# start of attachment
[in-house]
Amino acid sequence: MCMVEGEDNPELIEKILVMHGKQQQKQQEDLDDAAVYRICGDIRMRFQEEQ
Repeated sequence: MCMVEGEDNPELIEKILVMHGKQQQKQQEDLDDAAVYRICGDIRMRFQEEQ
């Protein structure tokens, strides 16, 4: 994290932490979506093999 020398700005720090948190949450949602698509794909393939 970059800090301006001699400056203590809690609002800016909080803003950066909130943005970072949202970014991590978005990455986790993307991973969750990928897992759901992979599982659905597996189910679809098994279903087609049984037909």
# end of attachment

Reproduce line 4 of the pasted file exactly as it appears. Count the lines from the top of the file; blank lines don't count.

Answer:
């Protein structure tokens, strides 16, 4: 994290932490979506093999 020398700005720090948190949450949602698509794909393939 970059800090301006001699400056203590809690609002800016909080803003950066909130943005970072949202970014991590978005990455986790993307991973969750990928897992759901992979599982659905597996189910679809098994279903087609049984037909």